According the bylaws of the Prisons Organization, prisoners arrested on security-related charges do not have to wear prison uniforms. But in practice, prison authorities ignore the rules. Political prisoners have repeatedly objected to the guards' refusal to follow the rules, but to no avail. “We reminded the authorities that what they were doing was illegal,” Eyvazzadeh said. “We even went to Mr. Khodadadi, the prison’s assistant prosecutor, who oversees prison visits. We told him that he must allow Omid to come to the meeting in civilian clothes and that what he was doing was illegal. But he answered back: ‘convince your son to come in prison uniform.’ We said that we would not ask Omid to do something that he did not want to.”


Every time Alishenas phones his family, he talks about the terrible conditions at Ward 8 at Evin Prison. “Ward 8 is one of the worst cell blocks in Evin Prison,” his mother said. “They keep political prisoners next to common criminals, and the jailers incite these other criminals to be violent against political prisoners. There have been many clashes in the ward and Omid reports all of it. Thirty-three prisoners are crammed into a room with only 12 beds; those without a bed are known as ‘floor-sleepers’. They sleep in a space just the width of their shoulders. Omid says that the prisoners' whole day is spent in lines — lines for the toilet, lines for taking a shower. I cannot understand why Omid, who is a political prisoner, is kept in this ward.”

“Omid’s activities were completely public,” his mother said. “He does not belong to any political group and has not done anything against the law to deserve this sentence. My son helped child laborers, and is a civil activist — and he received this heavy sentence. But those who have embezzled billions of dollars have neither received such harsh sentences, nor have they been kept in such cell blocks. My son participated in a sit-in in front of the United Nations offices to protest against the Islamic States’ killing of children in Kubane, and now he is accused of participating in an illegal gathering. Omid and his friends helped to support children who worked, visited the families of political prisoners and those who were condemned to death, and tried to bring an end to the death penalty. I even accompanied him a few times. Once I went with him to visit the mother of Sattar Beheshti [the blogger who died in prison in 2012]. And once Atena Farghadani [a painter, cartoonist and activist currently in prison] had a painting exhibition, which I went to with him. There was nothing secret or illegal.”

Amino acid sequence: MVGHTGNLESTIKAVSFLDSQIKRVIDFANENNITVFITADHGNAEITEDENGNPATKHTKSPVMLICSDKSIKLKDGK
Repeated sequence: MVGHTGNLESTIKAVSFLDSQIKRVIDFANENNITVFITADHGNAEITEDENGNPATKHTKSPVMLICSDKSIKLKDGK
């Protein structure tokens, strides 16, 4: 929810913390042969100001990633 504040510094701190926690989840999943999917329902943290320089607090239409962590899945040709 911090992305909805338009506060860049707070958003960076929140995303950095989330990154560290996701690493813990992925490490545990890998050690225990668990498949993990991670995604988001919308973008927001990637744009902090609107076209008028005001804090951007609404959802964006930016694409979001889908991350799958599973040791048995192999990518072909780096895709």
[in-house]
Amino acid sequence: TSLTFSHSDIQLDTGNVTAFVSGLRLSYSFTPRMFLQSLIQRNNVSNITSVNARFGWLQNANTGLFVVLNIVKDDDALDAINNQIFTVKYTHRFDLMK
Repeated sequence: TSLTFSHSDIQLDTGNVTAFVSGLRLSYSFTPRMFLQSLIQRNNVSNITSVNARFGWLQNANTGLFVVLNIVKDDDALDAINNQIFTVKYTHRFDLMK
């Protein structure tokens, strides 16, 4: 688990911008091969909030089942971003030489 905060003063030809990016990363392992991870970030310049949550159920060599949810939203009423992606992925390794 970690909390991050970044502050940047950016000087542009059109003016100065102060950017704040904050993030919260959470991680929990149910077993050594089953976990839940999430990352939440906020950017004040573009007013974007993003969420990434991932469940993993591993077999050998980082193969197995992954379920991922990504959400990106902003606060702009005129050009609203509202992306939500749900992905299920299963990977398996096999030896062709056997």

Alishenas’ family has been repeatedly warned not to give interviews or talk to the media. “‘It is in your son’s interest not to give interviews,’ they kept telling us,” says Simin Eyvazzadeh. “They threatened that if we gave interviews they would arrest other members of the family. We kept silent and we did what we could outside the public eye. For example, we sent a letter to Mr. Rouhani, who had made a lot of promises about human rights before the election. We sent letters to other authorities as well. And what happened? My son was sentenced to 10 years in prison. I decided not to stay silent any longer. Now I want my voice to be heard by human rights activists outside Iran. I want to say: do not allow our children to be treated in this inhumane and unjust manner.”

Related Articles: 

Civil Society Under Attack: The Cases of Atena & Atena

Atena Farghadani, Crime: Journalism